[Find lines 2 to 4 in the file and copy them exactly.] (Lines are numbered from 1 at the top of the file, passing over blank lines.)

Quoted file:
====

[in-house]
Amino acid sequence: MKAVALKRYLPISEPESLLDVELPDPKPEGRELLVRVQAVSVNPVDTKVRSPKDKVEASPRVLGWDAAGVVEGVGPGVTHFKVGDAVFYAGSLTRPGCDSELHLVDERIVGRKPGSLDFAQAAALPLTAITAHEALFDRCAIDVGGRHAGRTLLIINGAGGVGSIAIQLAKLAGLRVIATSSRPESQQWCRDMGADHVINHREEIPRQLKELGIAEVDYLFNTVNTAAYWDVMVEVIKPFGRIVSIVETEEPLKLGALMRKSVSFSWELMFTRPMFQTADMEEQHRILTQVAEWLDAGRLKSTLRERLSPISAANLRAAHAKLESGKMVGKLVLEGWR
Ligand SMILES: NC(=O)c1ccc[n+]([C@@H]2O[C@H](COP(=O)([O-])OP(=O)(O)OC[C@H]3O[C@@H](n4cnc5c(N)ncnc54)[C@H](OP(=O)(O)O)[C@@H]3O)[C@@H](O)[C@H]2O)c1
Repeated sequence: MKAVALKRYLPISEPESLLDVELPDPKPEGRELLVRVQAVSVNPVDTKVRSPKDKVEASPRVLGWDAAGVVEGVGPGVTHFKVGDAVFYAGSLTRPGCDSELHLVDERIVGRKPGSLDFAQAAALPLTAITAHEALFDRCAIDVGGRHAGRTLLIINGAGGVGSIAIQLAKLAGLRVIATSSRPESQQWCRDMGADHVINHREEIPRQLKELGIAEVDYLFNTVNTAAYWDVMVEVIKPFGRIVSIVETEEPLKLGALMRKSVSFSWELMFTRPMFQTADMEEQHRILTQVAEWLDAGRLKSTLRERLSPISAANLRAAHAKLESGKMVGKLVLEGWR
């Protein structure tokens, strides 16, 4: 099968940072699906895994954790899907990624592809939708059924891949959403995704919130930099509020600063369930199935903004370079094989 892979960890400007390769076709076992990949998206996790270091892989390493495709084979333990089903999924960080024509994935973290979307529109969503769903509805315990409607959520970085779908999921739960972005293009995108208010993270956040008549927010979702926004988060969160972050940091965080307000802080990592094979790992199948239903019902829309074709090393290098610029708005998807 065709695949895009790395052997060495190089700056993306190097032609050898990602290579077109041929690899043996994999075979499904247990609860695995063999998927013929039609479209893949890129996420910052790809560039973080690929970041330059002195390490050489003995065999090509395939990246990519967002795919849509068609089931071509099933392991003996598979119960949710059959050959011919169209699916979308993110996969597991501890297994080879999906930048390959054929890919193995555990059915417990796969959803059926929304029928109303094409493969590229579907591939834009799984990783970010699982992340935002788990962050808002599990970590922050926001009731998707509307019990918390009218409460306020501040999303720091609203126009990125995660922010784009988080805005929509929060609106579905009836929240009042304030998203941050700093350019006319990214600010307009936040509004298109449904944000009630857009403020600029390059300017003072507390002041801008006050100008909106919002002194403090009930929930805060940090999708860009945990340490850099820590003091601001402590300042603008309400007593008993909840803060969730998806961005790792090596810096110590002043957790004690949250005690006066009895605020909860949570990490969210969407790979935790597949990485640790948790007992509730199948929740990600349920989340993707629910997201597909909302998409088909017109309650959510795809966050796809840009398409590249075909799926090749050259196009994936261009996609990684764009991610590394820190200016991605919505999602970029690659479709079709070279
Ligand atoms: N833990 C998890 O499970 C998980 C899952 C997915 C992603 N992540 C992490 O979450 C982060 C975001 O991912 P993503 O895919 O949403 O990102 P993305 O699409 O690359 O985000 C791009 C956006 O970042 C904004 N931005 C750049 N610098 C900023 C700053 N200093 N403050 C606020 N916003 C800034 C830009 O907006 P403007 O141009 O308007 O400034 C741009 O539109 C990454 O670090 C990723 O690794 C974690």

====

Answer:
Amino acid sequence: MKAVALKRYLPISEPESLLDVELPDPKPEGRELLVRVQAVSVNPVDTKVRSPKDKVEASPRVLGWDAAGVVEGVGPGVTHFKVGDAVFYAGSLTRPGCDSELHLVDERIVGRKPGSLDFAQAAALPLTAITAHEALFDRCAIDVGGRHAGRTLLIINGAGGVGSIAIQLAKLAGLRVIATSSRPESQQWCRDMGADHVINHREEIPRQLKELGIAEVDYLFNTVNTAAYWDVMVEVIKPFGRIVSIVETEEPLKLGALMRKSVSFSWELMFTRPMFQTADMEEQHRILTQVAEWLDAGRLKSTLRERLSPISAANLRAAHAKLESGKMVGKLVLEGWR
Ligand SMILES: NC(=O)c1ccc[n+]([C@@H]2O[C@H](COP(=O)([O-])OP(=O)(O)OC[C@H]3O[C@@H](n4cnc5c(N)ncnc54)[C@H](OP(=O)(O)O)[C@@H]3O)[C@@H](O)[C@H]2O)c1
Repeated sequence: MKAVALKRYLPISEPESLLDVELPDPKPEGRELLVRVQAVSVNPVDTKVRSPKDKVEASPRVLGWDAAGVVEGVGPGVTHFKVGDAVFYAGSLTRPGCDSELHLVDERIVGRKPGSLDFAQAAALPLTAITAHEALFDRCAIDVGGRHAGRTLLIINGAGGVGSIAIQLAKLAGLRVIATSSRPESQQWCRDMGADHVINHREEIPRQLKELGIAEVDYLFNTVNTAAYWDVMVEVIKPFGRIVSIVETEEPLKLGALMRKSVSFSWELMFTRPMFQTADMEEQHRILTQVAEWLDAGRLKSTLRERLSPISAANLRAAHAKLESGKMVGKLVLEGWR